Hard, grounded science-fiction is one of those sub-genres in film that can do no wrong for me. There’s something about the uniqueness of astronomic architecture, the simple whites and blacks contrasting against one another, and the vacuous, cryptic beauties of space that, when mixed in with a drop of pondering human contemplation, just makes for a highly relishable cinematic experience. Though not feeling totally cohesive, the slow, reflective, and utterly gorgeous core of James Gray’s Ad Astra hits the sci-fi spot in every way.
Brad Pitt meditatively monologues his way from Earth to Neptune as Major Roy McBride, an astronaut in the near future struggling to find value in his day-to-day life. When immensely powerful power surges start to threaten humanity’s existence across the stars, Roy is tasked by the Unites States Space Command to travel to Mars and try to communicate with the long-lost station responsible for the device causing the deadly disruptions. Though already numbingly set on the risky mission, Roy’s existential purpose is rekindled when he discovers the commander of the missing post is no one else than his absentee father (Tommy Lee Jones), who may still be alive after disappearing for twenty-six years.
Designed to capture “the most realistic depiction of space travel that’s been put in a movie,” Ad Astra is an extravagant experiential delicacy—the film had me by the opening credits alone. In conjunction with Gray’s awe-inspiring vision, Hoyte van Hoytema’s simple, but lush cinematography richly brings out the beauty of the film’s sleek, grounded astronomic production design (and seamlessly integrated VFX) in jaw-dropping colors, camera movements, and an unsettling, yet nobly wonderous sense of scope.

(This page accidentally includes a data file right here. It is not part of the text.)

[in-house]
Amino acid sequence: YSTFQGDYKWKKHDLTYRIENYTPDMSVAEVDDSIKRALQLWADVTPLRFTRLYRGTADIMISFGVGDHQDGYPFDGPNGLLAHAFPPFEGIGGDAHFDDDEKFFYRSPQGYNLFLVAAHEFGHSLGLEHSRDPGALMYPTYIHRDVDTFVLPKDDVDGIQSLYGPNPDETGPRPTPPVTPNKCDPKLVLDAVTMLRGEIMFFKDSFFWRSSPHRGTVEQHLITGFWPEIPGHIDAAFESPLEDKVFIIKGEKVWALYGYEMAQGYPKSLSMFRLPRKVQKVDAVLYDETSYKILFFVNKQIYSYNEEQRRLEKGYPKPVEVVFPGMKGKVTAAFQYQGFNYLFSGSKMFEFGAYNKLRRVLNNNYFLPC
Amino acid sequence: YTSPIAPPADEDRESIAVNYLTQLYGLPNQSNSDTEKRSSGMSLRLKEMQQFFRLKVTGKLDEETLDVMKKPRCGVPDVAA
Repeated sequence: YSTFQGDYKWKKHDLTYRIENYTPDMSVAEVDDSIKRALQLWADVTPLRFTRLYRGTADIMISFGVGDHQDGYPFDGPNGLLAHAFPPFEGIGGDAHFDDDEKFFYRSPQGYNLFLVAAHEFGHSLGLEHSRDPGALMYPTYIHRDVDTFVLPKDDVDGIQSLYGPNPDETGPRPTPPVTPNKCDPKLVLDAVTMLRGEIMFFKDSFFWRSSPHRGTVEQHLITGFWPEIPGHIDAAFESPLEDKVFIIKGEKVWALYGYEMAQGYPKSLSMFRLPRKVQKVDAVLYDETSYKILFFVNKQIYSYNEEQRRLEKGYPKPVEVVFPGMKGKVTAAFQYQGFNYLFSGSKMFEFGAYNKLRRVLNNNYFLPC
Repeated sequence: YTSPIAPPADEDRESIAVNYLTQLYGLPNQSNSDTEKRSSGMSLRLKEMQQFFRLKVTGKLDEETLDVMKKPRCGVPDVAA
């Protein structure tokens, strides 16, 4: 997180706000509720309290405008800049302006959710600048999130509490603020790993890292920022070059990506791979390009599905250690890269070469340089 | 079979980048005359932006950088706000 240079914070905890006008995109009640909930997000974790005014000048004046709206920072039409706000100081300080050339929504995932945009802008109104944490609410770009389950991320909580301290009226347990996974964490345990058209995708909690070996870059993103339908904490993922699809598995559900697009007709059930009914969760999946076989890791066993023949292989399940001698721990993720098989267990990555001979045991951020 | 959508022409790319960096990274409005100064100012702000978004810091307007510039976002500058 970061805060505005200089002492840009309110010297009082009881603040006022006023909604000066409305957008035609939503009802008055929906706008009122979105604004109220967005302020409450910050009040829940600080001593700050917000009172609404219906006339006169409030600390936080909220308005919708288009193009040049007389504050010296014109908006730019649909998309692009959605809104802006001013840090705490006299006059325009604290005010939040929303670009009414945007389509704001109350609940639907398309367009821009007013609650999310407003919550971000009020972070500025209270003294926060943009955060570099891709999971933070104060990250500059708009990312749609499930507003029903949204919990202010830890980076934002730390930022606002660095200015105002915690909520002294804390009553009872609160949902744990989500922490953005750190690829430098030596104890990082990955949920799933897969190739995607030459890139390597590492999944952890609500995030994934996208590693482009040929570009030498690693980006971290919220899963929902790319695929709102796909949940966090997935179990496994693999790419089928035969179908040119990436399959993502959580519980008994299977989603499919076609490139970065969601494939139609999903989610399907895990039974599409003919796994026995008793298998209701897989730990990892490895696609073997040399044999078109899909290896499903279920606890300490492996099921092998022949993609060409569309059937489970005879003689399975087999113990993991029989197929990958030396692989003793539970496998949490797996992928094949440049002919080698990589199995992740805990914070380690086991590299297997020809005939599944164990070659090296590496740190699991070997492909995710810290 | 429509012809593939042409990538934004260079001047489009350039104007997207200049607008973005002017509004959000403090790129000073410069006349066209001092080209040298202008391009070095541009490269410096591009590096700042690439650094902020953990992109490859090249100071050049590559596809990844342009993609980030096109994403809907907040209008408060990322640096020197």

It’s a real slow burn similar to Kubrick’s 2001 as Gray takes his time wringing out thrilling tension and emotion from each marvelous set piece, though as immersive as the film is, without serious concentration, it’s also equally as easy to get lost in the long-winded sequences of accompanying dialogue. That’s not really a complaint, though, as John Axelrad and Lee Haugen’s editing job is otherwise close to, if not outright flawless scene by scene, easily the best of the year and possibly beyond.
On that note, the story and narrative of Ad Astra are, unfortunately, not much to write home about and aren’t exactly focused or cohesive in what co-writers Gray and Ethan Gross want to tell. While the odyssey through space is an excellent journey of itself, the film’s running plot of a father-son story riddled with conspiracies doesn’t quite reflect its aims at the loftier thematic goals voiced by Pitt’s otherwise fantastic, restrained voice-over. Still, as Ad Astra wraps, it’s capped with a moving, philosophically poetic conclusion—courtesy of Pitt, again—that puts the rest of the film in a new thematic perspective worthy of the expedition taken towards it.
Fresh to the stars, and beyond